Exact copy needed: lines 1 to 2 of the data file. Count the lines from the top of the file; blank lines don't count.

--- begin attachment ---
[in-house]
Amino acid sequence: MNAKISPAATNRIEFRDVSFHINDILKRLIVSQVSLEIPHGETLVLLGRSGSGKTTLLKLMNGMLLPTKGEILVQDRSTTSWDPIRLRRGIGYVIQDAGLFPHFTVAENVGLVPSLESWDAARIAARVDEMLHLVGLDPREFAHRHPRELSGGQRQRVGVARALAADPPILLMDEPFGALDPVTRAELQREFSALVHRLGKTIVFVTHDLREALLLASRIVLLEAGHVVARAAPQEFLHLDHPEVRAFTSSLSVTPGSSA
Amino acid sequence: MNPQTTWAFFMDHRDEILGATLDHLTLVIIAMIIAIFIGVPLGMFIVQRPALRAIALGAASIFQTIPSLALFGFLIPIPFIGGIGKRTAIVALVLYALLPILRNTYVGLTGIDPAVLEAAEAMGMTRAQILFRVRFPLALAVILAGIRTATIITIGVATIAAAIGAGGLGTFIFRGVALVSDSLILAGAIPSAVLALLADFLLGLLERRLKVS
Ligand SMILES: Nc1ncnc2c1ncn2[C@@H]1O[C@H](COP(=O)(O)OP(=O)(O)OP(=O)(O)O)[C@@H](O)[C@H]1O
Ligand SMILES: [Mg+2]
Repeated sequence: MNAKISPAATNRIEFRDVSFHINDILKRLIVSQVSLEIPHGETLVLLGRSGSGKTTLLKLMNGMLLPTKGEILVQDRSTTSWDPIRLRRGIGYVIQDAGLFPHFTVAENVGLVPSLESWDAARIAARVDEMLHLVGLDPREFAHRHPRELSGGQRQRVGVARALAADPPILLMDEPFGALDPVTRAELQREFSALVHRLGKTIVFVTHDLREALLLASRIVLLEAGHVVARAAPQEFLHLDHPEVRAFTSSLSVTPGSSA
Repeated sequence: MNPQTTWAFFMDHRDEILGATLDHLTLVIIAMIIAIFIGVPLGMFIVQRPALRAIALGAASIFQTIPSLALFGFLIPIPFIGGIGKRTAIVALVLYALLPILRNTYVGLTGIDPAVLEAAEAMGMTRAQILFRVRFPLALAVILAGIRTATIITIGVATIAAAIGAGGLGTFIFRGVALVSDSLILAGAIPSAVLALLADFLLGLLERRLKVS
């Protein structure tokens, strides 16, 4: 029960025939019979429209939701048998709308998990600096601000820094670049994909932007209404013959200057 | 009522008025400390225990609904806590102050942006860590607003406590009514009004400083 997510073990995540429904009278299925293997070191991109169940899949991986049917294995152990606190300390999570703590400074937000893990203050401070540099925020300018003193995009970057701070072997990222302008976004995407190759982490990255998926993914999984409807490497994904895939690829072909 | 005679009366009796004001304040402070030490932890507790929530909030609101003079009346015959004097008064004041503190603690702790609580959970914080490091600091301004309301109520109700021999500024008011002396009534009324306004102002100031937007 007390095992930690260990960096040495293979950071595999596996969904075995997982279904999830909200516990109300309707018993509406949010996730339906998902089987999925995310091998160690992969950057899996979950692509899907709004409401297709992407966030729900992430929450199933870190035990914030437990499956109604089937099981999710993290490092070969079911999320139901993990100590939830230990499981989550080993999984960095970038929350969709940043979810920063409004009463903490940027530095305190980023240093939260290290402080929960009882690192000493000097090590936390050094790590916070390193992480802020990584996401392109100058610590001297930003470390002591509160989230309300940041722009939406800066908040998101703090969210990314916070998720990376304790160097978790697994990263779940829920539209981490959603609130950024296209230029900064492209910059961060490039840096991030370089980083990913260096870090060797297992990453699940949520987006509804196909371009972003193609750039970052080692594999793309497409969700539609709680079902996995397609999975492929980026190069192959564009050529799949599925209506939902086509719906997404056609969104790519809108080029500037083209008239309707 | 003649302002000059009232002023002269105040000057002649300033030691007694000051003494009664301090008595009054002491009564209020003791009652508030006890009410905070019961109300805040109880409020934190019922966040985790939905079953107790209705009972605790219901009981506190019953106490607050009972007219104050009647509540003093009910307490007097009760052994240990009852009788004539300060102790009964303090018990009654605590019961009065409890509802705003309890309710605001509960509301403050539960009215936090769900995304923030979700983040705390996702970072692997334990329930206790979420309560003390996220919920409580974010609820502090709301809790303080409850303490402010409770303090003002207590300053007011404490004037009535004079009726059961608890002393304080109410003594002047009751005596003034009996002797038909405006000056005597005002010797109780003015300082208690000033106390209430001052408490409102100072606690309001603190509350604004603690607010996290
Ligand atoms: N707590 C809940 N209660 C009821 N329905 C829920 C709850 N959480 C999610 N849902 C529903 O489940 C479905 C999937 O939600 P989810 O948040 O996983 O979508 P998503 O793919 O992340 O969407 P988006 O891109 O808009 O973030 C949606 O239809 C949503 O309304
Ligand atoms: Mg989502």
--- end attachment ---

[in-house]
Amino acid sequence: MNAKISPAATNRIEFRDVSFHINDILKRLIVSQVSLEIPHGETLVLLGRSGSGKTTLLKLMNGMLLPTKGEILVQDRSTTSWDPIRLRRGIGYVIQDAGLFPHFTVAENVGLVPSLESWDAARIAARVDEMLHLVGLDPREFAHRHPRELSGGQRQRVGVARALAADPPILLMDEPFGALDPVTRAELQREFSALVHRLGKTIVFVTHDLREALLLASRIVLLEAGHVVARAAPQEFLHLDHPEVRAFTSSLSVTPGSSA